Offensive coordinator Josh Gattis was looking for the right mix, and he found it after the first month of the season.

Charbonnet received 101 carries in Michigan’s last nine games, including the Citrus Bowl. In that same span, Haskins carried the ball 109 times.

It was almost an even split, and that’s because both players were effective.

Charbonnet finished the season at 4.9 yards per carry and scored 11 touchdowns. Haskins averaged 5.1 yards per carry and scored four times.

Charbonnet might have more home run potential, but Haskins is a punishing runner and could just as easily have scored double digit touchdowns a year ago.

Hassan Haskins #25 of the Michigan Wolverines breaks a tackle and eventually runs for a touchdown during the first half against the Illinois Fighting Illini at Memorial Stadium on October 12, 2019 in Champaign, Illinois. (Photo by Michael Hickey/Getty Images)
Hassan Haskins #25 of the Michigan Wolverines breaks a tackle and eventually runs for a touchdown during the first half against the Illinois Fighting Illini at Memorial Stadium on October 12, 2019 in Champaign, Illinois. (Photo by Michael Hickey/Getty Images)

The point is both players more than earned their spot atop the depth chart heading into 2020, and as long as they’re healthy, they’ll share the primary duties. Not only does that allow Michigan to give defenses a different look, it will minimize wear and tear at a demanding position.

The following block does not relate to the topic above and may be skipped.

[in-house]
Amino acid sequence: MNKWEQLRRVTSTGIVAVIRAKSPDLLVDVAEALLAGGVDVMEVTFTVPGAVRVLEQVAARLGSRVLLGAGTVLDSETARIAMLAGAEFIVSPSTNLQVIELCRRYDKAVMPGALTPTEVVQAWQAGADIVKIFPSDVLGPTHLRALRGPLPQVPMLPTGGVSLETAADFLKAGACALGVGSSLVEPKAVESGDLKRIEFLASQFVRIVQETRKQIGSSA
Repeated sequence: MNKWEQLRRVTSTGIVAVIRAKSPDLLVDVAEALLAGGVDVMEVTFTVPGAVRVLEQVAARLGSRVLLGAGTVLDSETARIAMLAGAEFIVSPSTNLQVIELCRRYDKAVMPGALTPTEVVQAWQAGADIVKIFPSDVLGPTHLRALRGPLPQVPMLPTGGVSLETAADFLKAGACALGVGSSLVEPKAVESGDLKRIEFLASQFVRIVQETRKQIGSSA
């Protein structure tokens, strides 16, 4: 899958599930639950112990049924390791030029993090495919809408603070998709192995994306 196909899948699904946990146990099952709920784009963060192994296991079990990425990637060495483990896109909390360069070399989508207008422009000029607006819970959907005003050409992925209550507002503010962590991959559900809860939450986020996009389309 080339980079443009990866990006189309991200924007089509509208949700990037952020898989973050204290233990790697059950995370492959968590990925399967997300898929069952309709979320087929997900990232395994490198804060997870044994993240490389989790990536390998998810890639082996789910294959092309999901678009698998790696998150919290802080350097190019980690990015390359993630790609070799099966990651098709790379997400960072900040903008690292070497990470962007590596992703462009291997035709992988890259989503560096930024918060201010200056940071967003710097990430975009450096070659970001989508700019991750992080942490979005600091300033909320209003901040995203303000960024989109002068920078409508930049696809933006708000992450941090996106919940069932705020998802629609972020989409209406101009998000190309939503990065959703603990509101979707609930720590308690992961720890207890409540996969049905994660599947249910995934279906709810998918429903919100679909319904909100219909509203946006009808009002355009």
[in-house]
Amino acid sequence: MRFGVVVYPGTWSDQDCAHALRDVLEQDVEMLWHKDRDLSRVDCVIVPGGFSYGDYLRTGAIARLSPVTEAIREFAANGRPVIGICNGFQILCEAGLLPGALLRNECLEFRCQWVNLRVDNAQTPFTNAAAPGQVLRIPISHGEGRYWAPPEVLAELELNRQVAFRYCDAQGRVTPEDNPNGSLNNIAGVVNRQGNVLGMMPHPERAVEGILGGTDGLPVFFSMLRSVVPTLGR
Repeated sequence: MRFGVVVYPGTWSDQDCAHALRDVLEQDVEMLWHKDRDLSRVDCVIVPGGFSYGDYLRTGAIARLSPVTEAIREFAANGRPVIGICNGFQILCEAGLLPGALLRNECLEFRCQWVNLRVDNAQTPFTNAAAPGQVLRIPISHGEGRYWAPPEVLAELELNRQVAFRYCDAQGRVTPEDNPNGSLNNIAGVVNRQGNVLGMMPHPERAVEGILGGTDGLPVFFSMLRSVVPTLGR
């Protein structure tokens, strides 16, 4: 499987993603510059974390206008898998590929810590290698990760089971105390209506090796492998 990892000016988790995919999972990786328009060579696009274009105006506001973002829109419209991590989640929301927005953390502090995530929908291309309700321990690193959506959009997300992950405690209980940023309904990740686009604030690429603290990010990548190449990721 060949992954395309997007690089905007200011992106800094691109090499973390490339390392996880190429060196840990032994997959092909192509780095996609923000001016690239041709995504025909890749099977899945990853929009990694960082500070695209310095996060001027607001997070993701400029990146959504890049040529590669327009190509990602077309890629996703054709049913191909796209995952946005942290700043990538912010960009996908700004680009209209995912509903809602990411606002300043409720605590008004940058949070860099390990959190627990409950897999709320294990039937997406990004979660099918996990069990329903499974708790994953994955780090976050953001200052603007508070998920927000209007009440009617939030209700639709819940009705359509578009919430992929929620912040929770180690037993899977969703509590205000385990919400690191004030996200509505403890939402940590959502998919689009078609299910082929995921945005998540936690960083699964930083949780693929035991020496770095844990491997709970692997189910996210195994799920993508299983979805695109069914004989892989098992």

Chris Evans

Off-the-field issues forced Chris Evans to miss the 2019 season, but he stuck it out and worked his way back onto the team for one final go-around.

Evans has quietly been very productive when called upon throughout his college career, averaging 5.7 yards per carry on more than 300 runs. He’s also a threat in the receiving game -- 40 catches for 392 yards in three seasons -- and that could help him get on the field more often at a crowded position.

Chris Evans runs the ball against Western Michigan. (Rey Del Rio/Getty Images)
Chris Evans runs the ball against Western Michigan. (Rey Del Rio/Getty Images)

How is Evans feeling after a year off? Will he get enough touches to make a difference? These are important questions heading into 2020, and it’s hard to know the answers since access to the team has been so limited.